He instituted Tamil alphabet reforms and his reasons are as follows:

In writings and publications of 70 or 80 years ago, the vowel ‘ee’ (i:), indicated today as ‘ ¼ ‘, was a cursive and looped representation of the short form, ‘ ¬ ‘ (i). In stone inscriptions of 400 or 500 years ago, many Tamil letters are found in other shapes. The older and the more divine a language and its letters are said to be, they, in truth, need reform.

Just as some compound characters have separate signs to indicate their length as in ‘ æè ‘ , ‘ îæ ‘ (ka: , ke:), why should not other compound characters like ‘ æ¨ ‘ , ‘ æ© ‘ , ‘ Æ ‘ , ‘ Ô ‘ (ki, ki:,ku, ku:) (indicated integrally as of now), also have separate signs? This indeed requires consideration.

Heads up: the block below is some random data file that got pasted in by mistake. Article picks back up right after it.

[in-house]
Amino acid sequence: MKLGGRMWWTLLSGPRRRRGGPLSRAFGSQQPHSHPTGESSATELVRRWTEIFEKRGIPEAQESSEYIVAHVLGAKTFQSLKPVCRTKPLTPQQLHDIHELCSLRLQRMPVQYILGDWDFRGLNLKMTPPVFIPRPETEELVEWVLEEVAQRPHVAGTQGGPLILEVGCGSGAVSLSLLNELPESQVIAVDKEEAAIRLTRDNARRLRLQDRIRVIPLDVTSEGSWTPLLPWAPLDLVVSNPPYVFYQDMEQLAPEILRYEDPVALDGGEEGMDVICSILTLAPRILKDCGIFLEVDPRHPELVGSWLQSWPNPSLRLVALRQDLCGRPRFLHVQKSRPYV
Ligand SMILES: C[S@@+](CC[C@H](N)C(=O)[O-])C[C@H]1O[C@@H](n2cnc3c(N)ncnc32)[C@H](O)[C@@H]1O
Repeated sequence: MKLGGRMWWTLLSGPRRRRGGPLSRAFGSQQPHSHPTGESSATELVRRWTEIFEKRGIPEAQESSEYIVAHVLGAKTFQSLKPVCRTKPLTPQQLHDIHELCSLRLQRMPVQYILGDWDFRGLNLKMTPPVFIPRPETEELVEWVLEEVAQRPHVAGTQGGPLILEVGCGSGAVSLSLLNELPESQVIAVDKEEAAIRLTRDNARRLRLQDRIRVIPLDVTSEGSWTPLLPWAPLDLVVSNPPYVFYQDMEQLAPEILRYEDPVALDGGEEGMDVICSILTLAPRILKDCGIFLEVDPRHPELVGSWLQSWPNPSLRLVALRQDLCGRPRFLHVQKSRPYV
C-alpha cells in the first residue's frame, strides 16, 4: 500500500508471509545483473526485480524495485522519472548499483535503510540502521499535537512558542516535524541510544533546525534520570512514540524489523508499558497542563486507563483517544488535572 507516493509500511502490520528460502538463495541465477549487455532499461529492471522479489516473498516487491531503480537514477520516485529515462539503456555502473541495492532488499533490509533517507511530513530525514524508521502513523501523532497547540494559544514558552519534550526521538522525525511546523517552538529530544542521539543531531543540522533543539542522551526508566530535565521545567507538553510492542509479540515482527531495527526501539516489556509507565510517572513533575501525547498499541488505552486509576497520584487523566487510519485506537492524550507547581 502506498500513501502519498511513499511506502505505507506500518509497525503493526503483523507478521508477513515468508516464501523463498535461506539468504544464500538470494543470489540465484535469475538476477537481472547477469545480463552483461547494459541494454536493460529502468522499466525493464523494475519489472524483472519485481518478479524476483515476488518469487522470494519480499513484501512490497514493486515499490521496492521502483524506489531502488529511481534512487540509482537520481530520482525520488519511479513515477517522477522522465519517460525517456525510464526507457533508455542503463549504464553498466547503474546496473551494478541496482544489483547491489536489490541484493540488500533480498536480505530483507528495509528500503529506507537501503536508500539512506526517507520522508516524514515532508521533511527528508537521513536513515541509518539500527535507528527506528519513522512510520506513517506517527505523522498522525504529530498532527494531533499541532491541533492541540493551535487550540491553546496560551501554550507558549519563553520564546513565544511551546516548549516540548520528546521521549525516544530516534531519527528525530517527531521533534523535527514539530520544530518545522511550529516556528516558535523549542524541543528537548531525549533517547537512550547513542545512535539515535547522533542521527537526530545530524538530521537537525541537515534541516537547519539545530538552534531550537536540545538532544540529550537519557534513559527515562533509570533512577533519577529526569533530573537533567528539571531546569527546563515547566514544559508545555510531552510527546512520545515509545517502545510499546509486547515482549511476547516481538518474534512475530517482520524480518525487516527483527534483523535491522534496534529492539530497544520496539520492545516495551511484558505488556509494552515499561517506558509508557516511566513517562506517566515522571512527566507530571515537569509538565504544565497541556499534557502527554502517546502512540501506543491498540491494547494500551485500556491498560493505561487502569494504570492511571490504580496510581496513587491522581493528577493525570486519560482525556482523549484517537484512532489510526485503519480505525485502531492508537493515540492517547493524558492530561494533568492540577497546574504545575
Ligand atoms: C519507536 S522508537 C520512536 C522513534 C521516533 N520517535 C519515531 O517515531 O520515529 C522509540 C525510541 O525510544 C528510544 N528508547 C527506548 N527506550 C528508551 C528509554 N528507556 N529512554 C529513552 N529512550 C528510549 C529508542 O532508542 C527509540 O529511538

Changing the shape of letters, creating new symbols and adding new letters and similarly, dropping those that are redundant, are quite essential.The glory and excellence of a language and its script depend on how easily they can be understood or learnt and on nothing else.